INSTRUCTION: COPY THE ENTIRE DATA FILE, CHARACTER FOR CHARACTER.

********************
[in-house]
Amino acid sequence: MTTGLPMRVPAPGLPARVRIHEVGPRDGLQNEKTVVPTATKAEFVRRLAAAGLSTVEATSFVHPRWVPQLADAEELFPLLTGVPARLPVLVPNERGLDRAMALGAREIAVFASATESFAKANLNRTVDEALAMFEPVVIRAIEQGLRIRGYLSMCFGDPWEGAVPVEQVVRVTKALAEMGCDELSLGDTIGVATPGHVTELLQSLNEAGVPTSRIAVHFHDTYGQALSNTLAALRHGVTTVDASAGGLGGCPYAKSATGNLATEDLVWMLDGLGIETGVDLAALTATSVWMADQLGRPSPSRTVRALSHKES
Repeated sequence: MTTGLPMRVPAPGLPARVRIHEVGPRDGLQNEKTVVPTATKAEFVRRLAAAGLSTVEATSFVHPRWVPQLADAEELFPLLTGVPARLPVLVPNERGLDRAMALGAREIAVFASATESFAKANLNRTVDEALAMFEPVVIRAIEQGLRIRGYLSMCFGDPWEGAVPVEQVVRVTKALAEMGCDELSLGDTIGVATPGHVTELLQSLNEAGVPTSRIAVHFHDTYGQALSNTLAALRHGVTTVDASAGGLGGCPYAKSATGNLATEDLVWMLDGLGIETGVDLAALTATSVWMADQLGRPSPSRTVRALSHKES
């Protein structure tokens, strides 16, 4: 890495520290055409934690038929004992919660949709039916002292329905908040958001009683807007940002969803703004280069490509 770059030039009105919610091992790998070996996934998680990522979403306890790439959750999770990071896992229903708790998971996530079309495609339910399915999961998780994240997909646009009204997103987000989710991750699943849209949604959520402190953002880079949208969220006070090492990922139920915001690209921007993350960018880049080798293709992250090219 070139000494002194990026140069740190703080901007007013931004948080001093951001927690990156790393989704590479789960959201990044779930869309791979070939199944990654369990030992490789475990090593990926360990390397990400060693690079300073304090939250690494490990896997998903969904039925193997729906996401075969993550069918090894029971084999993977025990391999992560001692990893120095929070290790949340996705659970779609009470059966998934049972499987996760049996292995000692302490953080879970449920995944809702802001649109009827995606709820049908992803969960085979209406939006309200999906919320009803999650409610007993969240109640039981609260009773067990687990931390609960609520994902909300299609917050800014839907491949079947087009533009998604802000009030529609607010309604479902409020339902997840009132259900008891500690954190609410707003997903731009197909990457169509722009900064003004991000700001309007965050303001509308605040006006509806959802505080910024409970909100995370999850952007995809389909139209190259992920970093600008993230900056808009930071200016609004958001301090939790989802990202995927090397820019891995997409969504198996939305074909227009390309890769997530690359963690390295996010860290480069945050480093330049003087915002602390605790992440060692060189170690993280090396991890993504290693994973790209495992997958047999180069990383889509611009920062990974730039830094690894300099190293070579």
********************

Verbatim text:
[in-house]
Amino acid sequence: MTTGLPMRVPAPGLPARVRIHEVGPRDGLQNEKTVVPTATKAEFVRRLAAAGLSTVEATSFVHPRWVPQLADAEELFPLLTGVPARLPVLVPNERGLDRAMALGAREIAVFASATESFAKANLNRTVDEALAMFEPVVIRAIEQGLRIRGYLSMCFGDPWEGAVPVEQVVRVTKALAEMGCDELSLGDTIGVATPGHVTELLQSLNEAGVPTSRIAVHFHDTYGQALSNTLAALRHGVTTVDASAGGLGGCPYAKSATGNLATEDLVWMLDGLGIETGVDLAALTATSVWMADQLGRPSPSRTVRALSHKES
Repeated sequence: MTTGLPMRVPAPGLPARVRIHEVGPRDGLQNEKTVVPTATKAEFVRRLAAAGLSTVEATSFVHPRWVPQLADAEELFPLLTGVPARLPVLVPNERGLDRAMALGAREIAVFASATESFAKANLNRTVDEALAMFEPVVIRAIEQGLRIRGYLSMCFGDPWEGAVPVEQVVRVTKALAEMGCDELSLGDTIGVATPGHVTELLQSLNEAGVPTSRIAVHFHDTYGQALSNTLAALRHGVTTVDASAGGLGGCPYAKSATGNLATEDLVWMLDGLGIETGVDLAALTATSVWMADQLGRPSPSRTVRALSHKES
């Protein structure tokens, strides 16, 4: 890495520290055409934690038929004992919660949709039916002292329905908040958001009683807007940002969803703004280069490509 770059030039009105919610091992790998070996996934998680990522979403306890790439959750999770990071896992229903708790998971996530079309495609339910399915999961998780994240997909646009009204997103987000989710991750699943849209949604959520402190953002880079949208969220006070090492990922139920915001690209921007993350960018880049080798293709992250090219 070139000494002194990026140069740190703080901007007013931004948080001093951001927690990156790393989704590479789960959201990044779930869309791979070939199944990654369990030992490789475990090593990926360990390397990400060693690079300073304090939250690494490990896997998903969904039925193997729906996401075969993550069918090894029971084999993977025990391999992560001692990893120095929070290790949340996705659970779609009470059966998934049972499987996760049996292995000692302490953080879970449920995944809702802001649109009827995606709820049908992803969960085979209406939006309200999906919320009803999650409610007993969240109640039981609260009773067990687990931390609960609520994902909300299609917050800014839907491949079947087009533009998604802000009030529609607010309604479902409020339902997840009132259900008891500690954190609410707003997903731009197909990457169509722009900064003004991000700001309007965050303001509308605040006006509806959802505080910024409970909100995370999850952007995809389909139209190259992920970093600008993230900056808009930071200016609004958001301090939790989802990202995927090397820019891995997409969504198996939305074909227009390309890769997530690359963690390295996010860290480069945050480093330049003087915002602390605790992440060692060189170690993280090396991890993504290693994973790209495992997958047999180069990383889509611009920062990974730039830094690894300099190293070579």